Monday, July 11, 2011

SFTD Recording Journal (Part 2)

On Sunday July 10, 2011 (Debby Harry's birthday), Brian pulled into my driveway at 9:00.  As I was bringing my guitar out to the car, I saw him get out and raise the hood.  "The check engine light just came on" he said as I walked over to the car, where we saw smoke coming off of the engine.

Since we are both pretty clueless in the ways of cars, we decided it'd probably be best if we didn't take the smoking car up into the nowheres of New Hampshire for the day's recording session.

Lesa was kind enough to lend us her car and we got on the road later than planned but with the knowledge that Tony would arrive before us, and since the day was about recording his guitar parts, things could begin anyway.

The ride was pleasant on a beautiful summer Sunday morning and we listened to Brian's first podcast ever.  I learned a bit about Ringo Starr, it was a birthday tribute to him.  I recommend a listen.

When we got to Brown Bag Studios (we drove right past it again and had to bang a louie to get back) we stepped out into the silent New Hampshire forest and heard a faint echoing of music.  As we approached the building, it was clearly Tony playing guitar.  But what song was it?  We couldn't figure it out at first.  It sounded really cool though, whatever he was playing.

We stood outside the door waiting for a break in sound so we didn't interrupt a good take and after a bit determined it was "Saving Your Life Is Going To Be Real Interesting".

Inside, we found Frank and Tony and the dog and the cat all sitting in the comfortable studio with swirling guitar sounds streaming from the speakers.

Tony was playing a beautiful green Fender something-or-other.  Brian and I slumped down on the sofa and watched as Tony and Frank went through song after song.  Effects pedals were switched in and out, amp settings were changed, microphones were moved, and through it all Frank and Tony sat stoically, intensely focused on their work.

Brian and I would pipe in with suggestions here and there.  Tony played an interesting and hooky finger-picked part for "Saving Your Life" and then moved on to the goofy "Turn It Down" where he had us all laughing during the most absurd guitar solo during the ending.  I love when a bit of music can make me laugh.  His solo was perfectly bad.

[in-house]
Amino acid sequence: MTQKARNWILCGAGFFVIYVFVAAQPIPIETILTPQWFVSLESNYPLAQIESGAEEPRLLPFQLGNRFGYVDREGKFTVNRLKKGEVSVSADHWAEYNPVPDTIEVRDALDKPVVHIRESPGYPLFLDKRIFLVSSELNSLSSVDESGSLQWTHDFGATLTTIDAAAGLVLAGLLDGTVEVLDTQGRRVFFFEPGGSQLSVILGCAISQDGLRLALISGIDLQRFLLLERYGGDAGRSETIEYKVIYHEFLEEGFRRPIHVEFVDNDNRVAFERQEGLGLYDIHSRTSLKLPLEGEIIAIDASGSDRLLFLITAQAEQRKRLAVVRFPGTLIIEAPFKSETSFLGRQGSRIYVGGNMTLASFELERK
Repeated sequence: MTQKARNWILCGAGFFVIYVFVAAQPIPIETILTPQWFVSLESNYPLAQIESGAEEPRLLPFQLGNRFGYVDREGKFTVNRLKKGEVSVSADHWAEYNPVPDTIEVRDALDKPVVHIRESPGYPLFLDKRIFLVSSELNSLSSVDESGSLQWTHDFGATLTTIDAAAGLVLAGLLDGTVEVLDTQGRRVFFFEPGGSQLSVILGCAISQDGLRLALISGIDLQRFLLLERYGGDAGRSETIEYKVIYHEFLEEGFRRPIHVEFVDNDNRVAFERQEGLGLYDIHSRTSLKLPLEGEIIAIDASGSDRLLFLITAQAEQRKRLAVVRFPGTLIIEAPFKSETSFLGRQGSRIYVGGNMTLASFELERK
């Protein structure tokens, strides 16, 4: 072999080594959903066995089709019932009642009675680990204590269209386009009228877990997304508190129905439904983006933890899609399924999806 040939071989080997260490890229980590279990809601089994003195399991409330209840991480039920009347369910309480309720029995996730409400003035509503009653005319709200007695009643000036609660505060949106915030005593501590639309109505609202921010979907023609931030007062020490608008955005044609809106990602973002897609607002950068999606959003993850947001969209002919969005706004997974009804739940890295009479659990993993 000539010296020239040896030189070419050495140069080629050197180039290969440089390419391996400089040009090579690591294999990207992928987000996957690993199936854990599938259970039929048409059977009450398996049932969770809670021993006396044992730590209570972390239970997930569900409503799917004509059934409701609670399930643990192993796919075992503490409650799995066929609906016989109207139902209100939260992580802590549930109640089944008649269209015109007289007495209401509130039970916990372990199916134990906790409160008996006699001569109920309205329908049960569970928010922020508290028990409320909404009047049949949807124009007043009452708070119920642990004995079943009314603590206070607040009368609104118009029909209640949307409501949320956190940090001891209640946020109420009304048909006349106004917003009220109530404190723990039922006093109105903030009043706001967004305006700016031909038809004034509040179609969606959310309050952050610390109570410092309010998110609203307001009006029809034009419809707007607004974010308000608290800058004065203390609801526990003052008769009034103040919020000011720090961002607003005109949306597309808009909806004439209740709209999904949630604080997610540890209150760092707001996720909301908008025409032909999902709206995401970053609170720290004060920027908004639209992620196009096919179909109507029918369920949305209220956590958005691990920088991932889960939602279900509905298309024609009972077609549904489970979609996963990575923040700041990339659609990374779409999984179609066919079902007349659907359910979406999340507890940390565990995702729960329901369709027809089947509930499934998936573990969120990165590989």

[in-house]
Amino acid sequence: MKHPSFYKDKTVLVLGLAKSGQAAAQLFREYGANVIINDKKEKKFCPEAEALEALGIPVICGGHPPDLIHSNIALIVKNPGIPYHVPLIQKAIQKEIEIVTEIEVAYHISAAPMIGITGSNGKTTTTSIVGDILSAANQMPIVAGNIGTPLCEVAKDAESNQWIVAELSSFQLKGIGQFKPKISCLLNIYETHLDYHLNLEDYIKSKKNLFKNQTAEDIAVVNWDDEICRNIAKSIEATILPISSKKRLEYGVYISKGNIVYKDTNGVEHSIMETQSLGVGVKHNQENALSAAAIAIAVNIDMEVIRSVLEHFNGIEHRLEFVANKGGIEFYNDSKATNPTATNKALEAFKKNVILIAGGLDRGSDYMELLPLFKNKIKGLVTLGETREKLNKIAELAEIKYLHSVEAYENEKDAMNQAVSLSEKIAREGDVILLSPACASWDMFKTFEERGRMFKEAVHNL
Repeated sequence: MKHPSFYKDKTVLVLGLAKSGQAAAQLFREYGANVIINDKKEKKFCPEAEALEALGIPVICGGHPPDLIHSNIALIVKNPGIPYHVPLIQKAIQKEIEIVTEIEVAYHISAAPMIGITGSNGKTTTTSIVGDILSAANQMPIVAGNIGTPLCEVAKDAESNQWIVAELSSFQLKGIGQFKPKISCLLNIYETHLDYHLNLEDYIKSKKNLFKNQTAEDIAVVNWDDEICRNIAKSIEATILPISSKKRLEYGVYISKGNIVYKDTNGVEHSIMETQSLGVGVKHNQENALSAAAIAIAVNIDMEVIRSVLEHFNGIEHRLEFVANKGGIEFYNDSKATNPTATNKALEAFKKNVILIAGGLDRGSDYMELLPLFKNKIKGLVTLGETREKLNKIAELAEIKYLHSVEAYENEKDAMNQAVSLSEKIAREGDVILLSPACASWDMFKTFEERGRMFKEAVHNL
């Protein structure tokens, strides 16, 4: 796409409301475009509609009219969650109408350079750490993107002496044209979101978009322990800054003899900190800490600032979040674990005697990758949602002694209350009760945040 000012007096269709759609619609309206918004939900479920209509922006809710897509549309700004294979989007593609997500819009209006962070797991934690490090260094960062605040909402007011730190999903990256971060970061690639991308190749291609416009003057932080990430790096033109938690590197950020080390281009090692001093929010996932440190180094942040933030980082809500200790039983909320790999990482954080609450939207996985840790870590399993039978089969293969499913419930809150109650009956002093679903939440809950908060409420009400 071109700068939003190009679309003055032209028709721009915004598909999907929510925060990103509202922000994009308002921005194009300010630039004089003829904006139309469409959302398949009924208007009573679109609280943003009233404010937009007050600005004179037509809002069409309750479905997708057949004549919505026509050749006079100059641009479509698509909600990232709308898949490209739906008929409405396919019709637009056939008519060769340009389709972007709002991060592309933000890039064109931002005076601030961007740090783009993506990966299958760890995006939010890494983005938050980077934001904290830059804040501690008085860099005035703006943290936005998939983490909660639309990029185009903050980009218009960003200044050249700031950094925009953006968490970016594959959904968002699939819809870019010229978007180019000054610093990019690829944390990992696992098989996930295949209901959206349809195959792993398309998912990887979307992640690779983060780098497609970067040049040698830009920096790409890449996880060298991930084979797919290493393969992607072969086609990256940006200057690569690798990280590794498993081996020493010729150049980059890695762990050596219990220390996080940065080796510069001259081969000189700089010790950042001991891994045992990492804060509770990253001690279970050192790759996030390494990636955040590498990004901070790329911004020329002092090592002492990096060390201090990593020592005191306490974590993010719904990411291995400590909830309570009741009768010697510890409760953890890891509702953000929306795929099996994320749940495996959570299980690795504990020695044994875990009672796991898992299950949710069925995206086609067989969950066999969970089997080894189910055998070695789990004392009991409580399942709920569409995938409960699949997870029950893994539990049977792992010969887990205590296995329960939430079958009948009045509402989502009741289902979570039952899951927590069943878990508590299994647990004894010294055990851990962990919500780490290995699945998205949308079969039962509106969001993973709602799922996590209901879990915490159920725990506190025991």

Next up was "I Don't Know About Anyone Else But" where a bit of tremolo was added and I again, had the privilege of hearing clearly the parts that Tony had been playing live.  For a few minutes, Tony took a break while I added my part to that song.  He was allowed a glass of water but then he went right back into recording.

We dove into "Jake and Kim Broke Up (Leave Me Out Of It)" and Tony got to pull out some of his surf guitar chops.  I can't tell you how nice it is to hear these songs coming to life.

"Somebody Else's Problem" was next.  It's the green fender on the hooks and the wood G&L on the verses.  The Mary-Tyler-Moore solo, gets doubled an octave lower by tuning some strings way down.  Frank's got some great ideas, yo.

While Tony has the guitar tuned down, he jumps into his droning open-tuned part for "I Wasn't Looking For This."  It was a completely unexpected part, but it grew on me in about half a second.

And that was that.  The day's work was done.  The songs were coming alive.  It was really nice to hear them.  We hadn't heard anything since we did the drums and bass.  Everything sounded great.  They had the right amount of energy.  They had the right sound.

As Brian and I drove home, we spoke about how focused Tony was.  He never got flustered or distracted.  he just patiently moved from one song to the next.  His wonderful parts were so different than what I would have added and therefore perfect.  Frank was just as tuned-in as Tony, with his intense listening sometimes yielding musical suggestions or ideas for changing things sonically.  He's got a great ear for tempo and tuning but he's also always listening for the right musical intensity as well

It's a great feeling to be working on my songs with people who I trust entirely.

Here's Tony playing solo #1 on "Jake and Kim Broke Up (Leave Me Out Of It)"


Joe Lindsey said...

Where is Brown Bag Studios located? I live just outside of Manchester and may be looking for a local studio soon.

Henning said...

Joe, send me an email, so I can respond there and I can tell you the contact info.